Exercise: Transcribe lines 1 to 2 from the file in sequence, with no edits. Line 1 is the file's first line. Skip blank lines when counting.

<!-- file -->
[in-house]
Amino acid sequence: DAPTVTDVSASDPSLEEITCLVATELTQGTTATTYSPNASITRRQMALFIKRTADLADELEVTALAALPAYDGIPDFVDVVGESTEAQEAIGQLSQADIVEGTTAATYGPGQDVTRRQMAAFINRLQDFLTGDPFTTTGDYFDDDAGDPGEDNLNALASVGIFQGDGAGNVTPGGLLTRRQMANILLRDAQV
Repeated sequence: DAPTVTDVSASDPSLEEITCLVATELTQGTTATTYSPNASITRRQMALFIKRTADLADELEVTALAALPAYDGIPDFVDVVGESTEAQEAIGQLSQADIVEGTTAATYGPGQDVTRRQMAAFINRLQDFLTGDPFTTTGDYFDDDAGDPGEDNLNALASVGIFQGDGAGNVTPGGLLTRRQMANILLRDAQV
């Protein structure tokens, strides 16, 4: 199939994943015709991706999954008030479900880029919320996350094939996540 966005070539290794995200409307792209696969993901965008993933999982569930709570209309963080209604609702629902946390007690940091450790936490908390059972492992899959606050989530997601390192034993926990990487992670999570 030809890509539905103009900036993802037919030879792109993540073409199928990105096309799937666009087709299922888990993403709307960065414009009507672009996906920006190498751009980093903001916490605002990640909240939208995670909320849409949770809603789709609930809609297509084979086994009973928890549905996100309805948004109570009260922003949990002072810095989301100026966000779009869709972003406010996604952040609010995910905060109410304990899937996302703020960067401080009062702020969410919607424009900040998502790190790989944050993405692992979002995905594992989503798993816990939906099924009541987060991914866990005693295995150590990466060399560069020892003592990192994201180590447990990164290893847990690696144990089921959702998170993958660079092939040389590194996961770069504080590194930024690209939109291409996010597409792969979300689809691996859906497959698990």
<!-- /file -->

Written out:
[in-house]
Amino acid sequence: DAPTVTDVSASDPSLEEITCLVATELTQGTTATTYSPNASITRRQMALFIKRTADLADELEVTALAALPAYDGIPDFVDVVGESTEAQEAIGQLSQADIVEGTTAATYGPGQDVTRRQMAAFINRLQDFLTGDPFTTTGDYFDDDAGDPGEDNLNALASVGIFQGDGAGNVTPGGLLTRRQMANILLRDAQV